It’s no secret that we love the beach. Our vacations often find us close to big water, but a decade ago, we explored Phoenix on a weekend getaway. The desert surprised us and we knew Arizona was a place we wanted to revisit. Since that first trip, we’ve returned to the Phoenix area several times and now share our travel guide to this breathtaking region.
Where to stay
Choosing a homebase depends largely on what you have planned and how long you’ll be in the area. We usually stay in the far northern suburbs of Phoenix. But, we’ve also stayed in Sedona. Sedona is amazing in its own right and serves as the perfect place to stay for a night or two if you want to explore the Grand Canyon. Unless the trip will last a week or more, we recommend staying in the Phoenix area and perhaps making Sedona a day trip. On a weeklong trip, there is enough time to split nights between Phoenix and Sedona, which we suggest for those wishing to visit the Grand Canyon (it’s a really long drive from Phoenix!). And that’s about all we’ll say about the Grand Canyon in this post, mostly because we think it is too far to comfortably see from Phoenix in a day trip. Stay tuned for a future post with more details on Sedona and the Grand Canyon.
The northern suburbs are slightly less developed compared to other areas of Phoenix as of this article’s posting, but more housing developments are built everyday it seems. Still, this area offers proximity to hiking trails and vistas filled with saguaro and other cacti. There are also opportunities to go horseback riding nearby. This area provides easy access for a Sedona day trip.
Scottsdale and other nearer suburbs provide many luxury resort options. These areas are also closer to the Sky Harbor airport. We think this area is perfect for a weekend getaway, where time is short. Scottsdale has better access to less tourist focused attractions, in addition to the cultural activities in downtown Phoenix like the Desert Botanical Garden and the Art Museum. There’s hiking at the famous Camelback Mountain.
When to visit
Our trips to Arizona have occurred in January, late May, September, and December. January and December is our favorite time to visit, but be aware that it can be chilly, especially at higher elevations. We loved the brilliant sunshine and blue skies that gave way to chilly evenings. The temperatures were certainly warmer during the May and September visits, but not unbearable. We experienced more cloudy and rainy days in September, which was our annual celebration for my finishing grad school. On the May visit, midday would become quite hot and was usually a time we’d look to be indoors. For those looking to escape the cloudy, gray winters of the Midwest, we highly recommend December through February. Southerners on the other hand might enjoy a spring or fall respite from humidity. Arizona does experience a rainy season, though, so keep an eye out for that when planning a trip.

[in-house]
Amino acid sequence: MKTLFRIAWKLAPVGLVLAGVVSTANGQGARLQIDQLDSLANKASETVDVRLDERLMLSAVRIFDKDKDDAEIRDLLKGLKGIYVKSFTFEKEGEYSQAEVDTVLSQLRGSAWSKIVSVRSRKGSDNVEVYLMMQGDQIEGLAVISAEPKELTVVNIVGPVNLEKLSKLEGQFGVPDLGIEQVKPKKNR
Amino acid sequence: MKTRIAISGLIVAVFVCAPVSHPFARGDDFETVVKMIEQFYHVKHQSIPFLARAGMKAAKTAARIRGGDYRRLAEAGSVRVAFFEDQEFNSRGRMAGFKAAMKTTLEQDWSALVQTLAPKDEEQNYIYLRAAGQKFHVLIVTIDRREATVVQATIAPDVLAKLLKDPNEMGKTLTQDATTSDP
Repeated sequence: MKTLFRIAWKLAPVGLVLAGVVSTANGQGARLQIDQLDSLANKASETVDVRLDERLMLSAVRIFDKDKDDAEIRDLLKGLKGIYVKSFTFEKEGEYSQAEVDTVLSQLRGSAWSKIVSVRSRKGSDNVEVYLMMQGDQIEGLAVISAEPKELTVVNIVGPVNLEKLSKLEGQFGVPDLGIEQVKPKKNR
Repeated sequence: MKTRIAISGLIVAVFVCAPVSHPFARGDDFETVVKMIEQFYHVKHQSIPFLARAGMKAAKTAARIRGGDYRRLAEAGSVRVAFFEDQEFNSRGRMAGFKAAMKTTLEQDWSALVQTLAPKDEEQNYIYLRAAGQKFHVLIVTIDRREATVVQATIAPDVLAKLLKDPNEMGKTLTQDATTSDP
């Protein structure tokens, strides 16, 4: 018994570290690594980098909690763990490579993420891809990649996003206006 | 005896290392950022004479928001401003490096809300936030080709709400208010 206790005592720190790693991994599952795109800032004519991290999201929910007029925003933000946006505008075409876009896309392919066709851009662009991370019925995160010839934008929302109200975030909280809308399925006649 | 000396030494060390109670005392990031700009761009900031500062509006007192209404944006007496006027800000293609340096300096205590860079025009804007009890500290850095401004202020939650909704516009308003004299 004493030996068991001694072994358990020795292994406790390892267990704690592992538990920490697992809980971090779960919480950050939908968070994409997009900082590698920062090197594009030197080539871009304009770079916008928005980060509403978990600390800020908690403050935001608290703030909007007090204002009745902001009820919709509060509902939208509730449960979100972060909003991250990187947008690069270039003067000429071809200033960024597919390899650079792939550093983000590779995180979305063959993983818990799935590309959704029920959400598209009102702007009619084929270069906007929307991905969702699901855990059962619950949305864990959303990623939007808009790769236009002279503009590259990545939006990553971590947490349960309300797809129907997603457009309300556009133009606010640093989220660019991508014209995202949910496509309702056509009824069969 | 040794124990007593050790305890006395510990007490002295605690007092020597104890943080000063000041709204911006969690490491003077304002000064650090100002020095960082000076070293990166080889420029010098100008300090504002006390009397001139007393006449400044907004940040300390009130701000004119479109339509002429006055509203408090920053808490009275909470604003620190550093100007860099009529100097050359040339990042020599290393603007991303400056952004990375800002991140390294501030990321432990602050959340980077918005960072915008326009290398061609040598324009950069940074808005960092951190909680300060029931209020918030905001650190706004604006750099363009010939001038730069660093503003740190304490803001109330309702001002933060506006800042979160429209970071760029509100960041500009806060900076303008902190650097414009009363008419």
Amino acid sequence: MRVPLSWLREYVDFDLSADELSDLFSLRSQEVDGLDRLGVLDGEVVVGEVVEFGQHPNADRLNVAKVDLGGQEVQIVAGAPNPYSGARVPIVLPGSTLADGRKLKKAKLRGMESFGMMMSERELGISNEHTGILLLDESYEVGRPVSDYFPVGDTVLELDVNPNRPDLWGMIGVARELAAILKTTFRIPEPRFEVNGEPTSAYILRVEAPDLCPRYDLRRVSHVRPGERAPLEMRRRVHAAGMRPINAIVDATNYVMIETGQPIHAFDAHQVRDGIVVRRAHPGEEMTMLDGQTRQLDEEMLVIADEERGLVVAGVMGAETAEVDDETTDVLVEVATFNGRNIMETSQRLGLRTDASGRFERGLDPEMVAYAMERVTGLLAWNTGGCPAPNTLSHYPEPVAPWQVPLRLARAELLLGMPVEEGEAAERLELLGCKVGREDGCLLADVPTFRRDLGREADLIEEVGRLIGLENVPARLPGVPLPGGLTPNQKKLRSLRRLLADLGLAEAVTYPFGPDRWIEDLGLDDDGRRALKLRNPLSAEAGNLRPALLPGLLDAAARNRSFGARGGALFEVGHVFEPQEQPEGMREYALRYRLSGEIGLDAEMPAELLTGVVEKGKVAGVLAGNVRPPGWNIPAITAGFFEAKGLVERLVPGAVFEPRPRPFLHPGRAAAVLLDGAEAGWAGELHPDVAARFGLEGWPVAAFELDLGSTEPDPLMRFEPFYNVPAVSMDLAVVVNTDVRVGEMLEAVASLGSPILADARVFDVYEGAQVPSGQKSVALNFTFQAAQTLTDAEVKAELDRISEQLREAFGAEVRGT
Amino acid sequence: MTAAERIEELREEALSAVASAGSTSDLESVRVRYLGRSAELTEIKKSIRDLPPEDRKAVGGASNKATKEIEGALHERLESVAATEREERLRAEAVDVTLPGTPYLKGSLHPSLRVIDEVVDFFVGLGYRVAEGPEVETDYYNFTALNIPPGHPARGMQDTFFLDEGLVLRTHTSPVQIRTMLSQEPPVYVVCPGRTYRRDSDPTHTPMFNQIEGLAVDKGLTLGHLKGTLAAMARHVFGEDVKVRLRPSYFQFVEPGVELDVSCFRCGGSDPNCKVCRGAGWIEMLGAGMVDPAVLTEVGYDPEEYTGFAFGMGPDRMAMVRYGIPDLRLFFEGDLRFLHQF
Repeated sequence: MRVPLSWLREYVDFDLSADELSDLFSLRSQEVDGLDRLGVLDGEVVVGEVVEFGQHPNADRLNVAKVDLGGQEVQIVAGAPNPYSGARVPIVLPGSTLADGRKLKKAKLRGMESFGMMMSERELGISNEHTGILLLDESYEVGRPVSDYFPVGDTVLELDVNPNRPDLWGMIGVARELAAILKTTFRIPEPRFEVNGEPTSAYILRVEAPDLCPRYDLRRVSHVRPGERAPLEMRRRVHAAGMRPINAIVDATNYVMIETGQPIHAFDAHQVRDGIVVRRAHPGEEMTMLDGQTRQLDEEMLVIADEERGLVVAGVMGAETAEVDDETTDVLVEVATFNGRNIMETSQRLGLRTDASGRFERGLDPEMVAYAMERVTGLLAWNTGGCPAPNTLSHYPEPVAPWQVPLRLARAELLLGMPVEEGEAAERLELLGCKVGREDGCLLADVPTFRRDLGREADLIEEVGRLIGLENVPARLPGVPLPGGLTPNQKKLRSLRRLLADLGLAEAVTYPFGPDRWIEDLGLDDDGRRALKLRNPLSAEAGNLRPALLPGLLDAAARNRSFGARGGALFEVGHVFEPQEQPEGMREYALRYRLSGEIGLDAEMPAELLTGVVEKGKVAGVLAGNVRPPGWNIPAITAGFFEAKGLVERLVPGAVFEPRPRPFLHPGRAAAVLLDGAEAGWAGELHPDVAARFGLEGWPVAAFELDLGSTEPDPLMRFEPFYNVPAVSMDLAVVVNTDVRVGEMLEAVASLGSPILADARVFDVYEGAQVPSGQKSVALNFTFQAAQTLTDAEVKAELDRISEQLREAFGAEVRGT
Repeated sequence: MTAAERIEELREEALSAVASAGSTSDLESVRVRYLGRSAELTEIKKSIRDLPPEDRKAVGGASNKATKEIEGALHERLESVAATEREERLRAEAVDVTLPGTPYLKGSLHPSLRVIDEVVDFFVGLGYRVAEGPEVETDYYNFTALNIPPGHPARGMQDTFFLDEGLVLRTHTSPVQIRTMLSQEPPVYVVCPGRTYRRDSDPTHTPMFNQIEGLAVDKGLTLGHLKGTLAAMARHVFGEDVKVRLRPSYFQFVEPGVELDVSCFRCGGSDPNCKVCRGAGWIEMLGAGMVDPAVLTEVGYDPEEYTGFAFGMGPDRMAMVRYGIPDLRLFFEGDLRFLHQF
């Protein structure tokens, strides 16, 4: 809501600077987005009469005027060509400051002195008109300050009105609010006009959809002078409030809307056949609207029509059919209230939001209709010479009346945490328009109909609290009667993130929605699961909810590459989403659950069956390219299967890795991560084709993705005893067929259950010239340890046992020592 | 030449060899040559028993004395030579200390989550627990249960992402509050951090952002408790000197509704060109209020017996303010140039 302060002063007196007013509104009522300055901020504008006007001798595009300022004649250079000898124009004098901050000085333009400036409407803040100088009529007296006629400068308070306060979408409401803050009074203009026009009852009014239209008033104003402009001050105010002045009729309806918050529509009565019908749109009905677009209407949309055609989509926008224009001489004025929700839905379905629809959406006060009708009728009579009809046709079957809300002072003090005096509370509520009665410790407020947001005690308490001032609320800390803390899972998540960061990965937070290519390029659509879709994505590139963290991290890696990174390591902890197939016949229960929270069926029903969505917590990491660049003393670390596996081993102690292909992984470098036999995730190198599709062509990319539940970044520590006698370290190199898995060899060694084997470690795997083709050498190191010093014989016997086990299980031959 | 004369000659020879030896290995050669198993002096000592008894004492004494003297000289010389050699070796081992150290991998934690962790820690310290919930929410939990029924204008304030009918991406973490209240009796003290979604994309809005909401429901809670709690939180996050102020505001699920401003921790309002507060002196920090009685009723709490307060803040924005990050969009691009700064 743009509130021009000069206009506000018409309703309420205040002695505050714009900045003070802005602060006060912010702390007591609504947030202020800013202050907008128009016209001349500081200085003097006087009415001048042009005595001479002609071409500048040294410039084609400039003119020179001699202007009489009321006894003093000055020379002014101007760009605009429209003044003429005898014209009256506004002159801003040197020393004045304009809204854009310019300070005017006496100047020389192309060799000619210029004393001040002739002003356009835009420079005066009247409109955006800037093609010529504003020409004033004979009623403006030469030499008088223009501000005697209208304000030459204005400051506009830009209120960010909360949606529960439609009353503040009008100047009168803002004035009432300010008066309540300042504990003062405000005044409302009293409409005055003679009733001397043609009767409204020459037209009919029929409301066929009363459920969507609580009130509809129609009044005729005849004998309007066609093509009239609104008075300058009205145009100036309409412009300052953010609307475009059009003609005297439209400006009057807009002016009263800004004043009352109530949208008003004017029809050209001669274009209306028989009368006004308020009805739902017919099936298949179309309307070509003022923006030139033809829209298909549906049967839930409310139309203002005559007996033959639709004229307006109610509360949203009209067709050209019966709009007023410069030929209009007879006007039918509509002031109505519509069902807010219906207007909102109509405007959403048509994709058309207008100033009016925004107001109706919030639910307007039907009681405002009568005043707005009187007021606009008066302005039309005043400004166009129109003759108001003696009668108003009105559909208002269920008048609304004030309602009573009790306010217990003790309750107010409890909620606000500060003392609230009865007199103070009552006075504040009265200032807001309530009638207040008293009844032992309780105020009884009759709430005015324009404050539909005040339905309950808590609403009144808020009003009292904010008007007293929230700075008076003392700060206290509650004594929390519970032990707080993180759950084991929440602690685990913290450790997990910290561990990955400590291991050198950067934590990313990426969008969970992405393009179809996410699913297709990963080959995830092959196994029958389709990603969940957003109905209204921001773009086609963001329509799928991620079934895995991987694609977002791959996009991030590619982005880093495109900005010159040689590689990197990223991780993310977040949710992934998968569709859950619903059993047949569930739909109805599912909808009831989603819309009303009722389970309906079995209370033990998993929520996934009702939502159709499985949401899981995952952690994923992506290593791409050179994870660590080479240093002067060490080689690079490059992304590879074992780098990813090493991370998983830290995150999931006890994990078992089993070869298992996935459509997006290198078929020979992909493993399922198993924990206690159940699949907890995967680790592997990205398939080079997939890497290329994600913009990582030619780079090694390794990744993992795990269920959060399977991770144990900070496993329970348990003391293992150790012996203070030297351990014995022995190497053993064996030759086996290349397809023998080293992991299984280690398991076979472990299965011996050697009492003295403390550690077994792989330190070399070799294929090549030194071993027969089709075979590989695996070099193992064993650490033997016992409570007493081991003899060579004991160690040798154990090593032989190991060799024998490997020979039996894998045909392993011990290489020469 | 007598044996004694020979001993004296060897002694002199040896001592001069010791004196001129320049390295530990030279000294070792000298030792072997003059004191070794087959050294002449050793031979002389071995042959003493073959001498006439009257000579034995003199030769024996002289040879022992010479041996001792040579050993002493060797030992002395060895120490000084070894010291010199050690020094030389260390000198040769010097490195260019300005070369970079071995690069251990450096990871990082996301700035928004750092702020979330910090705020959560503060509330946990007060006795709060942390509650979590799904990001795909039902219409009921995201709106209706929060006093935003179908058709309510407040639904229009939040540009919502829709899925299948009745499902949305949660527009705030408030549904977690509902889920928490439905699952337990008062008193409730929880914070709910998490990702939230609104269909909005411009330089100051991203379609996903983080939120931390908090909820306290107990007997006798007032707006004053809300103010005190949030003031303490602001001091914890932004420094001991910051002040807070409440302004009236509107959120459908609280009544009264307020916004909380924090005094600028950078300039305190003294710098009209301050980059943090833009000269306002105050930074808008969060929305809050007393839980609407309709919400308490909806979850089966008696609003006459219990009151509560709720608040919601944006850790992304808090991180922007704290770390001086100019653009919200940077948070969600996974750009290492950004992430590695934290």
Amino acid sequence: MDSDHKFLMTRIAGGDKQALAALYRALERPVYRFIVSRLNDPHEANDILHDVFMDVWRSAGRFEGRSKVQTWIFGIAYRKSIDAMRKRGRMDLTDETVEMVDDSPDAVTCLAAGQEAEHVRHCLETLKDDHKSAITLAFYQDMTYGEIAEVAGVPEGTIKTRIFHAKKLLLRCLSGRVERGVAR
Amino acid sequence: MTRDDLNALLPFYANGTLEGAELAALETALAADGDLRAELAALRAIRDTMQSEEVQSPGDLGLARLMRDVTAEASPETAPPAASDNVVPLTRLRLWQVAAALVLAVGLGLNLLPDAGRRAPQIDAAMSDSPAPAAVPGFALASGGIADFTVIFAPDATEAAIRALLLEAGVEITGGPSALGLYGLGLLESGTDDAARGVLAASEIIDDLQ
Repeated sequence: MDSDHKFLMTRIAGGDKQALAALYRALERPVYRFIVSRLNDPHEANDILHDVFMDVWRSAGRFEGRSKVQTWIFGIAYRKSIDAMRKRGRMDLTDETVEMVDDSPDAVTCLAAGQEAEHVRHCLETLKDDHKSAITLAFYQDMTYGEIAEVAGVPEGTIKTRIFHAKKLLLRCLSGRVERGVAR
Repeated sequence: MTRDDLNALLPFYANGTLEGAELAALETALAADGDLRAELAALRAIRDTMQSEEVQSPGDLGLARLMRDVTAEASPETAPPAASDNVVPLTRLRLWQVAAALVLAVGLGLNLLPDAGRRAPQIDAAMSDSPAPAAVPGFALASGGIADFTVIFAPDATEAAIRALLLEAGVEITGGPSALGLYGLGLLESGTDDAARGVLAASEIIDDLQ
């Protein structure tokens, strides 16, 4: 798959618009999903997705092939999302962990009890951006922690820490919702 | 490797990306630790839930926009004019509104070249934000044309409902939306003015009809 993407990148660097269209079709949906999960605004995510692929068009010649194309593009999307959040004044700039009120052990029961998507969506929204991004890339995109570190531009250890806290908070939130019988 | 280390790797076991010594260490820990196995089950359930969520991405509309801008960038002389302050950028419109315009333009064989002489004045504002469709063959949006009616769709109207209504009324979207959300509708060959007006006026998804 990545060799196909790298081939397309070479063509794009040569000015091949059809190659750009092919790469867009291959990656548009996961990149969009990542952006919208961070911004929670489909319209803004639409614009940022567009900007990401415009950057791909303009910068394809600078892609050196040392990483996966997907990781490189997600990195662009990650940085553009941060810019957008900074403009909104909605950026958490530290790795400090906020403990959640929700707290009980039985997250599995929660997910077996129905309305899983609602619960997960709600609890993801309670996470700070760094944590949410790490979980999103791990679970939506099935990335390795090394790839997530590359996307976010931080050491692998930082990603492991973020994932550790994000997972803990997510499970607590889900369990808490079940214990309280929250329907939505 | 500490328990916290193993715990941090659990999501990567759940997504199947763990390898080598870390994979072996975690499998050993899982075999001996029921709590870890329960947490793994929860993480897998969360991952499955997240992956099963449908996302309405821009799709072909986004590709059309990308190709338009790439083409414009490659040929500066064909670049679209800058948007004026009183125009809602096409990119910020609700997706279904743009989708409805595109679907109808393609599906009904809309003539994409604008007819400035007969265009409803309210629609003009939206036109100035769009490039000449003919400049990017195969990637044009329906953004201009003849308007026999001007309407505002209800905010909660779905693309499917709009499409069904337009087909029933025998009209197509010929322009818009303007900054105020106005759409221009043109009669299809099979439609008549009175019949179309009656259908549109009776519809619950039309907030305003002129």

What to do
Phoenix offers a myriad of things to do. The opportunities to explore, both indoors and out, are what draws us back to Arizona. Phoenix and the surrounding area will likely require the use of a car. The possible exception to this is a weekend getaway in Scottsdale. In our experience, rental cars are affordable and Phoenix is a city made for driving.
Our preferred lodging in the Phoenix area is adjacent to an area trail network. This is perfect for easy, casual hiking. I also use it for running. Hiking is one of our favorite things to do in the Phoenix area because it is so different from our home. Just plan ahead, pack water and be prepared. Hiking in the desert is accessible and there are trails of varying difficulties. We have hiked at Westwing Mountain several times.